The Future Commando Force (FCF) is designed to modernise the way Royal Marines operate.
It has been described by the Royal Navy as the most significant transformation and rebranding programme since the Second World War.
Details of the force were mentioned in the publication of the new Defence Command Paper and Integrated Review, including a £40m injection into the Navy to develop the FCF and transform British amphibious forces.
The Ministry of Defence (MOD) said this will be supported by an investment of more than £50m to convert a Bay-class support ship to be able to "deliver a more agile and lethal littoral strike capability".
It was also announced that personnel that make up the FCF will take on special operations, whilst Minister for Defence People and Veterans, Johnny Mercer MP, confirmed the force will remain in its "spiritual home" of Plymouth.
Personnel are continuing to test elements of the Future Commando Force – but what exactly does it involve?
The MOD says the FCF will offer the UK a force ready to deploy around the world immediately, on tasks such as warfighting, combat missions, and humanitarian duties.
This could also involve persistent forward deployments and special operations, including supporting UK Carrier Strike Groups and "refined" NATO contributions.
In July 2020, the Royal Marines established the Vanguard Strike Company, a new unit of more than 150 Marines and British Army Commandos.
The Royal Navy said Vanguard Strike Company will "shape how the Royal Marines Commandos of the future will operate around the globe", and will have access to "game-changing technology and weaponry".
The service also said company personnel will work in "small, versatile teams" tailored for their mission, delivering "a more agile and lethal capability".
Watch: Personnel put Future Commando Force concepts into practice.
Traditionally, Royal Marines operate in sections of eight but, as part of the Future Commando Force, Commandos have been testing these smaller groups.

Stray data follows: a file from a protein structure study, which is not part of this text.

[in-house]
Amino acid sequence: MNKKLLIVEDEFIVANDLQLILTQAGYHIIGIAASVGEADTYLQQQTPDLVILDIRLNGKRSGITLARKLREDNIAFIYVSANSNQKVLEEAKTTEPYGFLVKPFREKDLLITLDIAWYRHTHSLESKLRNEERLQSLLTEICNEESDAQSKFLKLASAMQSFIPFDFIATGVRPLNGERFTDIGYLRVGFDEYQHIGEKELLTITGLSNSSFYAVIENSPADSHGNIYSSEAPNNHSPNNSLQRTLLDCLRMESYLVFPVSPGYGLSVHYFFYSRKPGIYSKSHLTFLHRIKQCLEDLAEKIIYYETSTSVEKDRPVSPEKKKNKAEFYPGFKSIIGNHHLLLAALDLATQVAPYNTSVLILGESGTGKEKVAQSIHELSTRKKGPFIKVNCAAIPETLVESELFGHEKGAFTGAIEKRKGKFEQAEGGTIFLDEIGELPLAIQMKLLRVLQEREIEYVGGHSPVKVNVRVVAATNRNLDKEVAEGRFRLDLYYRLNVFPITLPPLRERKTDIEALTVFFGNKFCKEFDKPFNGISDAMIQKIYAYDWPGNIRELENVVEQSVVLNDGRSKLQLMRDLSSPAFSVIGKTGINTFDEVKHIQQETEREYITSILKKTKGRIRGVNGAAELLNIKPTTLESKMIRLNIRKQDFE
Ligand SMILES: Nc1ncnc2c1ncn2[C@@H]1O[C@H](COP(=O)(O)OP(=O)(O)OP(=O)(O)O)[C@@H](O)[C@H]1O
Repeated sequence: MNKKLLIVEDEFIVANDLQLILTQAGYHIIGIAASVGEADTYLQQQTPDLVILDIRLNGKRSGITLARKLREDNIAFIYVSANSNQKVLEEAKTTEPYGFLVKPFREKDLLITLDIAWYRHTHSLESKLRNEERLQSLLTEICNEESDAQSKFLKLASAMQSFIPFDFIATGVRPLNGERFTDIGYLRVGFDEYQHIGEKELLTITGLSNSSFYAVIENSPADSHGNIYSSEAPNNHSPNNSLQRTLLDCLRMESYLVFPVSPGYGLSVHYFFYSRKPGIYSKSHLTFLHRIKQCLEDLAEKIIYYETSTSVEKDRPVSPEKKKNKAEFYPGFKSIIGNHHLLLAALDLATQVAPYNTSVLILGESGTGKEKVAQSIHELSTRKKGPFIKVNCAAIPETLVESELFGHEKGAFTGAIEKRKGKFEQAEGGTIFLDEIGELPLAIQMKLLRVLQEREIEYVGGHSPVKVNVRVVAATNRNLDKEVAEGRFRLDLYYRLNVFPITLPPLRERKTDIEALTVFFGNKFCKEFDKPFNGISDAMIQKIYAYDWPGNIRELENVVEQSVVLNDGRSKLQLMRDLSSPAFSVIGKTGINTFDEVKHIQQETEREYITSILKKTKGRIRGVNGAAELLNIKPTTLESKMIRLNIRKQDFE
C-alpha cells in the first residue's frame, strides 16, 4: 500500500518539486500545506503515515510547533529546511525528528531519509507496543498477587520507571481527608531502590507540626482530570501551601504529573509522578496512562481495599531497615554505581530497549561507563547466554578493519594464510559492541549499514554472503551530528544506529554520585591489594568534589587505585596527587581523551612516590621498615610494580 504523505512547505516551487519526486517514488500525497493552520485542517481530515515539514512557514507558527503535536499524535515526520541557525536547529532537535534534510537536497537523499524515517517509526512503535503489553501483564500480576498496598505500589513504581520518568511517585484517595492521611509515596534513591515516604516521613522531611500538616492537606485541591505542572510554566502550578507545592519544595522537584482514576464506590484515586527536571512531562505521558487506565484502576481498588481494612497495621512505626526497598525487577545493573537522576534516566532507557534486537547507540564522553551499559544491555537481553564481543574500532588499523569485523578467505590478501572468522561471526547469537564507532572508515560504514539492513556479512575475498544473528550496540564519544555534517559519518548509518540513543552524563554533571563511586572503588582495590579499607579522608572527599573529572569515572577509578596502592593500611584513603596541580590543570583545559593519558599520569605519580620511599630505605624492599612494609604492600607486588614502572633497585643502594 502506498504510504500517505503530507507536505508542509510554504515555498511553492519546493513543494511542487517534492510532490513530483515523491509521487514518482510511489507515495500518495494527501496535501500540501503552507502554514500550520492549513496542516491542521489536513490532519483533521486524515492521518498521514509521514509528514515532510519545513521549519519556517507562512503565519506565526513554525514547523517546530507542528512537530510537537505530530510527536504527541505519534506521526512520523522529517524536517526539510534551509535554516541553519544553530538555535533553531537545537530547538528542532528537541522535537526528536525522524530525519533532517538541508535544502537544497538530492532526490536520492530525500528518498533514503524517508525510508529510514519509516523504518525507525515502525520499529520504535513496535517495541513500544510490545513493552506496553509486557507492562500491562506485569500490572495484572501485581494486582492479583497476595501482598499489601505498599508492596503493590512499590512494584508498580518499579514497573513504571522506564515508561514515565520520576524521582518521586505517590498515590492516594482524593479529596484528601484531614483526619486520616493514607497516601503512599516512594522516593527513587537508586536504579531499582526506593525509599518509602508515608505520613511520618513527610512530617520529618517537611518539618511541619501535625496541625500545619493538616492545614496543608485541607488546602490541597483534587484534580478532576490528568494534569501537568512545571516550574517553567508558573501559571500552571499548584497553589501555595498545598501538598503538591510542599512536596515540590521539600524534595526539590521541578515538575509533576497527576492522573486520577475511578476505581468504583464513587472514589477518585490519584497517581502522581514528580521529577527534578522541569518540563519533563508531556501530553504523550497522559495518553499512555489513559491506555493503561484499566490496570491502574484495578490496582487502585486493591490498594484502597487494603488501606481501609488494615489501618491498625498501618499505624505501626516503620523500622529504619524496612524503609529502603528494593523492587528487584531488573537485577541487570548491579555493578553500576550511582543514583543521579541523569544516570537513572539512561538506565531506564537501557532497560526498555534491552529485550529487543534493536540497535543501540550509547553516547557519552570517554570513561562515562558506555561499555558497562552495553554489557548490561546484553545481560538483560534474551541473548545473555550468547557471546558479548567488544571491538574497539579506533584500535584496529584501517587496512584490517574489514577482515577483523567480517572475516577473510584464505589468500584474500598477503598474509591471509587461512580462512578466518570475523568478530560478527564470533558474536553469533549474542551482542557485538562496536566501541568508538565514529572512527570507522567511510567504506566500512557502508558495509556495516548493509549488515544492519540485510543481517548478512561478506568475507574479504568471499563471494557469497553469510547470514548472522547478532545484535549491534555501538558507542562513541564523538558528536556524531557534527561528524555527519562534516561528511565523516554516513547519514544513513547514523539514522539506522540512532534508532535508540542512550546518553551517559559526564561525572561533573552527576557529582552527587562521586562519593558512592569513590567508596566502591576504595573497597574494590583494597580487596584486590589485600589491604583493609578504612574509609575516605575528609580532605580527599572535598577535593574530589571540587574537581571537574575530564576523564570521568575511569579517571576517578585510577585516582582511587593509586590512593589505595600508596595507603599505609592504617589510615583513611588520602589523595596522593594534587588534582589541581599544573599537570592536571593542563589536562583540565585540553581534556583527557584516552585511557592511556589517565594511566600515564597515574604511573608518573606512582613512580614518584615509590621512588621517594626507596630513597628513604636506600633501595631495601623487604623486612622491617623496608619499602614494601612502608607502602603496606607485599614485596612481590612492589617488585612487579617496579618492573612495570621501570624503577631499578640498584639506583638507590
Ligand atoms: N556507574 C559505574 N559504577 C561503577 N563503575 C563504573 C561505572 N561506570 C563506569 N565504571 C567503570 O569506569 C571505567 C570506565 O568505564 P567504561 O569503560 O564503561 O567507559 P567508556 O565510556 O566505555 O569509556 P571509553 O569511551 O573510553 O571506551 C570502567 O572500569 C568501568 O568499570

A training exercise last summer saw 60 Royal Marines from 40 Commando split into three groups while trying to find and fight each other at Bovington Training Area in Dorset.
Marine Edward Harte, 40 Commando, said they were testing the new concept by "going as four-man teams".
As well as a change in the number of personnel, these smaller teams also tested the Future Commando Force concept by allowing more autonomy, with the skill set of personnel being tailored to each mission.
Larger teams have also been trialled – Royal Marines taking part in Littoral Response Group (Experimentation) in Cyprus in October tried operating in groups of 12 rather than eight, allowing for more specialists to be involved.
During the exercise, personnel investigated the abilities of autonomous technology during a mock ship raid, as well as how useful drones can be for the purpose of resupplying.
Royal Marines may also be stationed on vessels across the globe, as opposed to being deployed from the UK, with the aim of allowing high readiness groups to be prepared for a mission at a moment's notice.
Major General Matt Holmes, Commandant General Royal Marines, said the new Vanguard Strike Company will "lead and inform" as the Royal Marines continue to "fight in a dynamic, technological era of warfare".